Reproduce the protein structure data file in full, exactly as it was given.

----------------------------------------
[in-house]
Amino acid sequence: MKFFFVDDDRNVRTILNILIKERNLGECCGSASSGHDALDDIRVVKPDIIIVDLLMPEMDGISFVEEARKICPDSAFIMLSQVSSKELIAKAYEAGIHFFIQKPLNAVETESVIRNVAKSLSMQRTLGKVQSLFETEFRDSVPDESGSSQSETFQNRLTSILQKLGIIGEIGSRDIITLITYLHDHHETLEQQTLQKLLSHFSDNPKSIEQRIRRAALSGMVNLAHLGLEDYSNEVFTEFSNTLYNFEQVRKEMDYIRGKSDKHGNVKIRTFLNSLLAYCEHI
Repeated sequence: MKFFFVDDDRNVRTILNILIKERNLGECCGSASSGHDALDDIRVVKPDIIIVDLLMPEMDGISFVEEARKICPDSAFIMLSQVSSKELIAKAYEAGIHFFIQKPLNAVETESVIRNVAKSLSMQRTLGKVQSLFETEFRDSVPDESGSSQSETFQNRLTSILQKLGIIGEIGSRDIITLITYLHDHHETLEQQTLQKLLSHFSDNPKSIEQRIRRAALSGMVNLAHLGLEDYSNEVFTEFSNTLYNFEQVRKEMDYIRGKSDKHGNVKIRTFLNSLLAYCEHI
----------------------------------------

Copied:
[in-house]
Amino acid sequence: MKFFFVDDDRNVRTILNILIKERNLGECCGSASSGHDALDDIRVVKPDIIIVDLLMPEMDGISFVEEARKICPDSAFIMLSQVSSKELIAKAYEAGIHFFIQKPLNAVETESVIRNVAKSLSMQRTLGKVQSLFETEFRDSVPDESGSSQSETFQNRLTSILQKLGIIGEIGSRDIITLITYLHDHHETLEQQTLQKLLSHFSDNPKSIEQRIRRAALSGMVNLAHLGLEDYSNEVFTEFSNTLYNFEQVRKEMDYIRGKSDKHGNVKIRTFLNSLLAYCEHI
Repeated sequence: MKFFFVDDDRNVRTILNILIKERNLGECCGSASSGHDALDDIRVVKPDIIIVDLLMPEMDGISFVEEARKICPDSAFIMLSQVSSKELIAKAYEAGIHFFIQKPLNAVETESVIRNVAKSLSMQRTLGKVQSLFETEFRDSVPDESGSSQSETFQNRLTSILQKLGIIGEIGSRDIITLITYLHDHHETLEQQTLQKLLSHFSDNPKSIEQRIRRAALSGMVNLAHLGLEDYSNEVFTEFSNTLYNFEQVRKEMDYIRGKSDKHGNVKIRTFLNSLLAYCEHI